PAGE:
Blackwater Outdoor Adventures, also known as BOA, is not the adrenaline addicted thoroughbred that West Virginia whitewater is known for. “We appeal to the other 85% of guests who want a whitewater or river experience that is adventurous to relaxing” according to Patrick. Rafting is just the tip of the iceberg at BOA. Self-guided Cheat river excursions are his specialty. BOA shuttles guests up river by van to two different put-ins depending on how long a trip you seek. Choosing your method of river travel is like a trip to the Ice Cream Shop, so many varieties, none of them bad.
My personal favorite are the canoe rentals due to their graceful ease of paddling downstream and the abundant storage space provided for coolers, dogs, fishing gear, or a third person. And what is up with the trendy, in shape, lumber sexuals standing on surf boards, using kayak paddle’s to maneuver around bikini clad tubers sipping on umbrella drinks. “It’s the newest thing in water sports”, a Stand Up Paddle Board, or SUP, that is designed for river use, which BOA has a small fleet of. Very cool! I’ll pass, but how about those tubes? There are mountains of tubes to keep huge groups cool on hot summer days, even tubes for you cooler! If it is kayaking you want to try there are several varieties to choose from depending on what stretch of river one finds themselves on. Once the water in the Cheat Narrows is low enough, but the adrenaline is still high, inflatable kayaks called ducky’s are taken on class II and III whitewater.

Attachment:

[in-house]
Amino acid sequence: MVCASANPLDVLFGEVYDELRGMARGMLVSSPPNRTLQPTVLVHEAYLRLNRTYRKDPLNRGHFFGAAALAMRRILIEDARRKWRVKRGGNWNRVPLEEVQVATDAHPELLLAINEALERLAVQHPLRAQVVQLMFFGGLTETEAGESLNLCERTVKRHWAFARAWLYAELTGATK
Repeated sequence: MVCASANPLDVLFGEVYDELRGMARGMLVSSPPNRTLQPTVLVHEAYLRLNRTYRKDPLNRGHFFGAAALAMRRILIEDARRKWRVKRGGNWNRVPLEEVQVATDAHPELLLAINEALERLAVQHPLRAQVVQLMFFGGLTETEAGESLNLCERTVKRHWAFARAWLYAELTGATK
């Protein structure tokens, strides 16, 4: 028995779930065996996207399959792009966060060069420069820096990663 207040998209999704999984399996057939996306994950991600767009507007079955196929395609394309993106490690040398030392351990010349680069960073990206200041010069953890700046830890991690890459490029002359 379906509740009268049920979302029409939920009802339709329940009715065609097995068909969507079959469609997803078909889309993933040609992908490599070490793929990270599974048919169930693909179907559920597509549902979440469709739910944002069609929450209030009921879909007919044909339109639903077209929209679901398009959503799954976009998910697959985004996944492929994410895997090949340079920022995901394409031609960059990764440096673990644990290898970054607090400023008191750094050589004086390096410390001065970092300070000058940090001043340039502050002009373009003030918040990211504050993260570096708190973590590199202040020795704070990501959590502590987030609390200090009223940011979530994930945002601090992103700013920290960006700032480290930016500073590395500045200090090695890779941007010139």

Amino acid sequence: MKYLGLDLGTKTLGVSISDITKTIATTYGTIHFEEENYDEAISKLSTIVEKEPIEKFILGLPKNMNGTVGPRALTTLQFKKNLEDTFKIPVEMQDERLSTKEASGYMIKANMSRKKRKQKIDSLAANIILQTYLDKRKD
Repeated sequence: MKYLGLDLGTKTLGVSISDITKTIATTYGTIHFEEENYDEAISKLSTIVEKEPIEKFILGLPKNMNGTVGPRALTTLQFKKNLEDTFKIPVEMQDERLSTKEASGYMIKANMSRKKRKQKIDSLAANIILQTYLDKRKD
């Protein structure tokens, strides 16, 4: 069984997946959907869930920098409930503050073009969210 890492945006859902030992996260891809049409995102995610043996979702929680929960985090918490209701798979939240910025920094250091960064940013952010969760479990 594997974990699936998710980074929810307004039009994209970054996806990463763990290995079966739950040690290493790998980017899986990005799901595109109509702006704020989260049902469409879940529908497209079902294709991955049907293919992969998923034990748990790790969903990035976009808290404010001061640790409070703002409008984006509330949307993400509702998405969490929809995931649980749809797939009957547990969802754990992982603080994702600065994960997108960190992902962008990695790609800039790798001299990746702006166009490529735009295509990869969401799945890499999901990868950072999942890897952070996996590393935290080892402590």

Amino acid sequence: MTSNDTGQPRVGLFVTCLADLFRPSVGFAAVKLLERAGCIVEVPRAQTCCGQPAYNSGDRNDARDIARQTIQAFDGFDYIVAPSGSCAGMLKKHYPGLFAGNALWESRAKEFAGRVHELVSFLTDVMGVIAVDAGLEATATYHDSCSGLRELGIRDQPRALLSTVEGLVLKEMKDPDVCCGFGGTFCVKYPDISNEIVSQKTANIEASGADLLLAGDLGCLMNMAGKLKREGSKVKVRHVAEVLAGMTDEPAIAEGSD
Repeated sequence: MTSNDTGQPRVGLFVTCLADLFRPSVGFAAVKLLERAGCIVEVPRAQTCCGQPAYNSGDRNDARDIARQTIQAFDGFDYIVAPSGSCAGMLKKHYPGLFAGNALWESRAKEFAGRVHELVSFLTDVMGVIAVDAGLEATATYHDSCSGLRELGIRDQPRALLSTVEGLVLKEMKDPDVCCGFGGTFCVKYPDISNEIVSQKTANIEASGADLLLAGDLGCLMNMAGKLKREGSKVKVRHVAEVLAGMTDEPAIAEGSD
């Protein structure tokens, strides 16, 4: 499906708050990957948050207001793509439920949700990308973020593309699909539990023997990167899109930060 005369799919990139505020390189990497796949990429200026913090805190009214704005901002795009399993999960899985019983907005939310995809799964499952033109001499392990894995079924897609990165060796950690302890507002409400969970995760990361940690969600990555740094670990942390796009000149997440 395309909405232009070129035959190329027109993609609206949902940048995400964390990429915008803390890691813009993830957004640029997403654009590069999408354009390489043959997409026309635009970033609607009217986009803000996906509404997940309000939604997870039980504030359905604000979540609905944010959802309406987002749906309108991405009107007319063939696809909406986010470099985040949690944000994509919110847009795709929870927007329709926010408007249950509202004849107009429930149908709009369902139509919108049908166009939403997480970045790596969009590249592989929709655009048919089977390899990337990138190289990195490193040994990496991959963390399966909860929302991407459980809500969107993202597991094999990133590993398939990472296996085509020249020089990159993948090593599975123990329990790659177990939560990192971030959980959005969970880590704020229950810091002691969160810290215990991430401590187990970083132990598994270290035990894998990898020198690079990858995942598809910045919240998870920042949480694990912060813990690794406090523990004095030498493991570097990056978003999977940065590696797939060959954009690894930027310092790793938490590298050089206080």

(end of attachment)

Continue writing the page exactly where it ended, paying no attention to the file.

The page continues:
BOA is located on the bank of the Cheat River and is so perfectly situated that it is the end point for all self-guided river trips. Just pull your boat up the shore to a waiting trailer, walk to the car, grab your duffel bag and head to the newly built shower house for a rinse. I really like to embellish the experience by relaxing on the front porch of the 100 year old farm house, swapping stories from the day, and retiring river side for the night. Yes, there is overnight camping on the BOA campus, making for a most complete experience! No better way to Get Tuckered’.
I knew this time last week the call of the Mountain Laurel bloom would find itself front and center for this week’s Tucker County blog. Last night there was a break in the rain and the fog had lifted, so off to a personal favorite high alpine bog atop Canaan Mountain to check in on Mother Nature’s progress. For those that don’t already know, Mountain Laurel is everywhere! So don’t worry about where my special bog is, it’s a secret anyway. Drive Canaan Loop road, Forest Road 80, or Dolly Sods (FS 45) road, get out of your car, get Tuckered’, and find your own special bog.
Timing is everything. The pointed, rosy pink flower buds, as seen in the pictures, develop and swell for a two week period before flowering. Once flowers open, temperatures between 50 and 75 F make blossoms last the longest. I am going out on a limb here to say the next two weekends and maybe a third will be prime for viewing, painting, and photography. Heat, cold, wind and heavy downpours shorten flower cluster longevity. The last sentence is our disclaimer if you miss the Mountain Laurel show. Wild and wonderful is unpredictable…timing is everything.
Happy Trails, Brian